Manolo says, ayyy! It is the eternal working girl question: the shoes in which you will strut around the place of employment in your semi-offical role as the Office Fashion Plate are not comfortable enough for the commuting back and forth from your home on the public transportation.
It is ture, that for as long as the women have gone to the place of work outside the home, this problem has been with us.
Indeed, the Melanie Griffith’s hit movie Working Girl, which appeared more than 25 years ago, prominently featured scenes of our heroine commuting back and forth from the Staten Island in tennis shoes, with socks wore over her pantyhose.
But, the Manolo actually suspects that if one looked into the ancient fashion records one would find that the 1920s secretaries complained about not finding shoes that were suitable for both riding on the omnibus and taking stenography from that young Victrola salesman who looked like Rudy Valleé.
Happily, the Manolo can report that shoe technology seems to have advanced moderately from the days of the Thoroughly Modern Millie. Here is the Moscow, the attractive stacked heel pump from Ecco, the company that specializes in making comfortable shoes that do not look as if they were meant for Thoroughly Ancient Millie.
Ah midheels, after a decade of skyscraper stilettos, the humble midheel is not only a sensible choice, but a surprisingly fresh one.
The mustard suede Salvatore Ferragamo Dalia has an elegantly balanced Louis heel and is on serious sale for an investment shoe.
The Maris from Paul Green is an easy schlepping around town heel, when one wants a bit of style to go with the schlep.
Although they’ve moved their manufacturing to China, Frye still offers great American classics like the Regina Pump. Wouldn’t it be nice if they still made them in the USA?
King of the fabric shoes Badgley Mischka offers the Monika. Remember, formal events, especially in the evening, require fabric, not leather shoes, and these fit the bill without being too bridal party.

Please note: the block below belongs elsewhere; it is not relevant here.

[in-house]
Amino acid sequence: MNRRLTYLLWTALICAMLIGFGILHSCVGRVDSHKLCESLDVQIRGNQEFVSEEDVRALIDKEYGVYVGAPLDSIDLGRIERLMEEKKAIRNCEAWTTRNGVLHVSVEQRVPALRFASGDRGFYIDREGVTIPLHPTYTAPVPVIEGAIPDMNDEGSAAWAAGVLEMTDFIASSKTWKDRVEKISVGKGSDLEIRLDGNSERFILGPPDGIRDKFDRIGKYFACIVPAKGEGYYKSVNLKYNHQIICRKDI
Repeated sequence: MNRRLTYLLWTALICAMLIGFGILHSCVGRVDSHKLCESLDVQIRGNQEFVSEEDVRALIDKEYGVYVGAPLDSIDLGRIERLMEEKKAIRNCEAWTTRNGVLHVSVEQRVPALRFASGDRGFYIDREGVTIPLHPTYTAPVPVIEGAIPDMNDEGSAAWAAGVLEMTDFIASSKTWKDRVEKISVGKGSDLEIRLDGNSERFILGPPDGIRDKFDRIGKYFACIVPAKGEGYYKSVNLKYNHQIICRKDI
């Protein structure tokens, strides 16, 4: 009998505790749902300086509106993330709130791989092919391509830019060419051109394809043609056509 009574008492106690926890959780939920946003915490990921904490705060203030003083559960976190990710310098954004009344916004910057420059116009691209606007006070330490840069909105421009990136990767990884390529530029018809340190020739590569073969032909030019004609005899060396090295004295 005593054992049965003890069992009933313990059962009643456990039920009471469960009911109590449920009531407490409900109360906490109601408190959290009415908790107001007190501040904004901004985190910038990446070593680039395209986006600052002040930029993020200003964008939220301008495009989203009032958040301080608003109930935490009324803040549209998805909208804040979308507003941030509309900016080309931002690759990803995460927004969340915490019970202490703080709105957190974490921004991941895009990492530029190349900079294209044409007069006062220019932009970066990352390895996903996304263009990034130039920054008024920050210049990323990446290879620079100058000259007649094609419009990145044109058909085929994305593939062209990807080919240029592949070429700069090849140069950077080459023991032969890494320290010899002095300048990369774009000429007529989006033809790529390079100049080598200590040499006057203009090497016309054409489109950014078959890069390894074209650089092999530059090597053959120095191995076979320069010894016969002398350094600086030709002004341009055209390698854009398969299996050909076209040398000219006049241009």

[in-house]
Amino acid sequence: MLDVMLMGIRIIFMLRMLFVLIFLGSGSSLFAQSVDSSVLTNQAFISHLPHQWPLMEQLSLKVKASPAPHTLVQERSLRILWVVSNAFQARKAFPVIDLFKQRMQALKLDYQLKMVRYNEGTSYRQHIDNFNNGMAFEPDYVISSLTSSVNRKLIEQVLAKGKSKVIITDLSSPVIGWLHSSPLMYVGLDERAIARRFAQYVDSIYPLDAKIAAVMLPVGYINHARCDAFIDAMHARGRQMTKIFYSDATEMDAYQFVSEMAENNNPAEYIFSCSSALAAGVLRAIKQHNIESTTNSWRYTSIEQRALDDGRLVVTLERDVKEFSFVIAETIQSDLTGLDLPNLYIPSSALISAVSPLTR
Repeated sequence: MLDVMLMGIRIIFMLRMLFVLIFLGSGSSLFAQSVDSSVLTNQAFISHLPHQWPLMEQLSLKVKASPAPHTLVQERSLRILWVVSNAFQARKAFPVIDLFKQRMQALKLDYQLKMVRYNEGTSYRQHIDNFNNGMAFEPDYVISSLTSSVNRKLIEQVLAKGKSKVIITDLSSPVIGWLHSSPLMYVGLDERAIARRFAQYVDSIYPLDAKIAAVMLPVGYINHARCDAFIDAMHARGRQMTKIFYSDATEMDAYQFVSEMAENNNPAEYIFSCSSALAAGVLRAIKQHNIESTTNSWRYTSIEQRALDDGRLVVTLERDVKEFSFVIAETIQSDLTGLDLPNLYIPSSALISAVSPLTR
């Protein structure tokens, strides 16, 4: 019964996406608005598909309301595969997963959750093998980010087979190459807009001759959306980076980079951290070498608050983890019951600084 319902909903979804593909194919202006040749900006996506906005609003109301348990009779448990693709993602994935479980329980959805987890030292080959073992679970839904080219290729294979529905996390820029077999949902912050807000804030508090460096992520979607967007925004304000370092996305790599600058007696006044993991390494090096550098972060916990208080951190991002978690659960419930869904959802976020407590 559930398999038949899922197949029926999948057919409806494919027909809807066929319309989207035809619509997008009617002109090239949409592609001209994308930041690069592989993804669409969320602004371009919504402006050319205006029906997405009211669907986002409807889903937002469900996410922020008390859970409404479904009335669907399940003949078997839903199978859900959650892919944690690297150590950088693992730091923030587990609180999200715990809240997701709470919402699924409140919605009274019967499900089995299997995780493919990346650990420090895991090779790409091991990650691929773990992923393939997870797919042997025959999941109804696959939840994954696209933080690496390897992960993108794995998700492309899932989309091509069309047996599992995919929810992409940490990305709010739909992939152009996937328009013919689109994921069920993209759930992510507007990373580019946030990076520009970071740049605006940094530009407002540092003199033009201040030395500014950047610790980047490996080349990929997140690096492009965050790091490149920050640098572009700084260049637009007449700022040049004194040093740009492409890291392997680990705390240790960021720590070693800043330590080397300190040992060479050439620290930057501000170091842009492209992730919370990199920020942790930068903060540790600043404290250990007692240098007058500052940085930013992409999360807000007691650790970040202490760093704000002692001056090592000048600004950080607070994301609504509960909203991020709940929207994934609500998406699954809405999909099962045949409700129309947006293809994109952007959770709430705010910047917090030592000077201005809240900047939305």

Manolo says, the Manolo’s smarty-smart friend the Virginia Postrel has posted at her Deep Glamour blog the interview the Manolo did with her the few months back, talking about the transformative magic inherent in the shoes.
Here is the excerpt to whet your appetite.
Q: Why are people so interested in shoes?
Because shoes have magic in them. Our fairy tales are filled with stories of fantasy shoes: glass slippers, hundred league boots, ruby slippers, shoes in which old women reside, boots for sword fighting cats, shoes made by elvish cobblers at night, red ballet shoes which cause the wearer to dance incessantly, and on, and on.
Every child knows that shoes are magic. It is one of the first things you learn. Shoes are magic.
To be barefeeted in literature and in life is to be the pitiable creature. To have the shoes, even the most humble, is to be the person of some substance. When you put on the pair of the beautiful, well-made shoes that fit, you are filled with satisfaction and contentment; you look better, you stand taller, and you are more confident. Thus shoes work transformative magic. We all know this to be true, because we have all experienced it ourselves.
Even our modern shoes, in which the magic is usually latent, can be frequently beautiful. And when we buy beautiful shoes we believe we can imbue ourselves with some of this beauty. Pants are pants. Dresses are dresses. But it is only with the shoes on our feet that we are fully dressed. The ball gown, no matter how beautiful, is not complete until the dancing shoes have been put on.
Manolo says, it is not the ball gown, no matter how beautiful, nor the pumpkin coach that makes Cinderella the princess, it is the magic shoes.
Shoes are magic.
But, now you must go read the whole interview.